26 VanTx Research, Basel, Switzerland Use of non-recognized ethics committee Consent form signed after minimal information, in a foreign language (German) Participants coerced to remain enrolled in trials The firm falsified test results Absence of medical follow-up after study

27 Has Canada Let Her Down? After more than 20 years of having her remarkable resistance to HIV studied by Canadian and Kenyan scientists, she is grateful for the free medical service she receives in return but pines to escape her life of prostitution. I feel they take advantage of me, she says of the researchers, because Ive made such a big name all over the world [for the project], but Im still in this business. I need something to lift me out of Majengo. The Globe and Mail, January 7, 2006

28 Lack of Ethics Review A survey of more than 200 developing- country health researchers has found that a quarter of clinical trials carried out in developing countries do not undergo any kind of ethical review in the host nation. Re Journal of Medical Ethics, February 2004

29 Sustaining Trust

30 Erosion of Public Trust There is a public perception that subjects of clinical trials are equivalent to guinea pigs Trust is an essential ingredient in the success of clinical trials – as necessary to recruit subjects Need to be very honest with subjects about the nature of research (this is not treatment) the risks and benefits, and avoid conflicts of interest


32 2004 International Will & Why Survey "Of the Polish respondents who would not participate in a clinical trial, 45 percent responded because of the health risks in clinical trials and 28 percent responded because of the "guinea pig" perception associated with clinical trials. "

33 Erosion of Public Trust People are not aware that over and above the confidence they have in their doctors, there are protections in place International research should not create double standards in terms of experimental treatment Need to publicize ethical protections, make policies available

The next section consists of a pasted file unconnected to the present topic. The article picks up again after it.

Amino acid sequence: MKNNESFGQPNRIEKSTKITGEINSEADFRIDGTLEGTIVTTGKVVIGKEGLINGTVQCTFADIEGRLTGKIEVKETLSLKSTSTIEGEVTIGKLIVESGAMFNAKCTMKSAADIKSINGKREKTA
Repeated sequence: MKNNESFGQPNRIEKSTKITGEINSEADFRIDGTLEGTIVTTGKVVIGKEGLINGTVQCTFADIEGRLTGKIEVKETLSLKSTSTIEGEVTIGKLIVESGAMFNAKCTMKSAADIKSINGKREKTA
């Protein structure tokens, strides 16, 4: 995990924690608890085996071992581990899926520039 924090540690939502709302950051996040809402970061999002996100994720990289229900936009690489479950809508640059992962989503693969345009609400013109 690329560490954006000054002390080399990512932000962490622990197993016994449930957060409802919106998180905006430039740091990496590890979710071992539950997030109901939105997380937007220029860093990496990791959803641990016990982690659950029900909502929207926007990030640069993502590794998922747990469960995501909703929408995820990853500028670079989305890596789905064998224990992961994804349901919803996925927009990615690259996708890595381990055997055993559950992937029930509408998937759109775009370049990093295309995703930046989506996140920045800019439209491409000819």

34 Erosion of Public Trust There is a fear that only lip service paid to ethics

35 Ethics Committees are instruments which should help maintaining trust Need for capacity-building

36 Capacity-building for Ethics Committees Local research ethics committees are essential as they provide the knowledge of the local research context –Vulnerability of research participants –Specific conditions of research and of health system –Cultural variability in the application of norms and policies –Assessing risks and benefits, appropriate language

37 Capacity-building for Ethics Committees National education strategy aimed at researchers, institutions and Research Ethics Committees –Applicable law, regulations and policies –How to review a protocol –Rules for informed consent Inventory of RECs

38 Capacity-building for Ethics Committees Development of national criteria and standards based on cultural background and needs Friendly educational visits to help at the application of criteria and standards … to develop eventually into accreditation